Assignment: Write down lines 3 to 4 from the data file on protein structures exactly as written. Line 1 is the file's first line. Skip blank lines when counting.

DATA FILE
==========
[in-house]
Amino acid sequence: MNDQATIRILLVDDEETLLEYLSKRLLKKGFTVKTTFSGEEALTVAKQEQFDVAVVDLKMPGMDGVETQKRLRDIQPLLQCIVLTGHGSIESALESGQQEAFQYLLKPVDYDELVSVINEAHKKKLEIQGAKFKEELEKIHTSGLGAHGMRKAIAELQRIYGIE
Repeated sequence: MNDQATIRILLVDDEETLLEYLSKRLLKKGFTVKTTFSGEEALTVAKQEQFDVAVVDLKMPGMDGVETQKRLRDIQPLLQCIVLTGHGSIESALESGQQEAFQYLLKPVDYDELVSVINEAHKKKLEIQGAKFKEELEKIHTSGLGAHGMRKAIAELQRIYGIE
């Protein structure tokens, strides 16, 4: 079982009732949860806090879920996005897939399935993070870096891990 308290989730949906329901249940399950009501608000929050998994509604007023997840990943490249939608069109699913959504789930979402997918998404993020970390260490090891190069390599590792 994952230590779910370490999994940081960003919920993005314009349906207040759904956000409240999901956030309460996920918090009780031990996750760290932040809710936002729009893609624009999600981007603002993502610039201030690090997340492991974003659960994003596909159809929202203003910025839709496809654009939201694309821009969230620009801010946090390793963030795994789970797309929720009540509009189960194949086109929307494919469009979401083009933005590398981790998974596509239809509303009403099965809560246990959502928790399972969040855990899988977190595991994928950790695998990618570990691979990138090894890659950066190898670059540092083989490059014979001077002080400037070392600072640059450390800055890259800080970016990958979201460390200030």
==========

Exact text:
Repeated sequence: MNDQATIRILLVDDEETLLEYLSKRLLKKGFTVKTTFSGEEALTVAKQEQFDVAVVDLKMPGMDGVETQKRLRDIQPLLQCIVLTGHGSIESALESGQQEAFQYLLKPVDYDELVSVINEAHKKKLEIQGAKFKEELEKIHTSGLGAHGMRKAIAELQRIYGIE
């Protein structure tokens, strides 16, 4: 079982009732949860806090879920996005897939399935993070870096891990 308290989730949906329901249940399950009501608000929050998994509604007023997840990943490249939608069109699913959504789930979402997918998404993020970390260490090891190069390599590792 994952230590779910370490999994940081960003919920993005314009349906207040759904956000409240999901956030309460996920918090009780031990996750760290932040809710936002729009893609624009999600981007603002993502610039201030690090997340492991974003659960994003596909159809929202203003910025839709496809654009939201694309821009969230620009801010946090390793963030795994789970797309929720009540509009189960194949086109929307494919469009979401083009933005590398981790998974596509239809509303009403099965809560246990959502928790399972969040855990899988977190595991994928950790695998990618570990691979990138090894890659950066190898670059540092083989490059014979001077002080400037070392600072640059450390800055890259800080970016990958979201460390200030």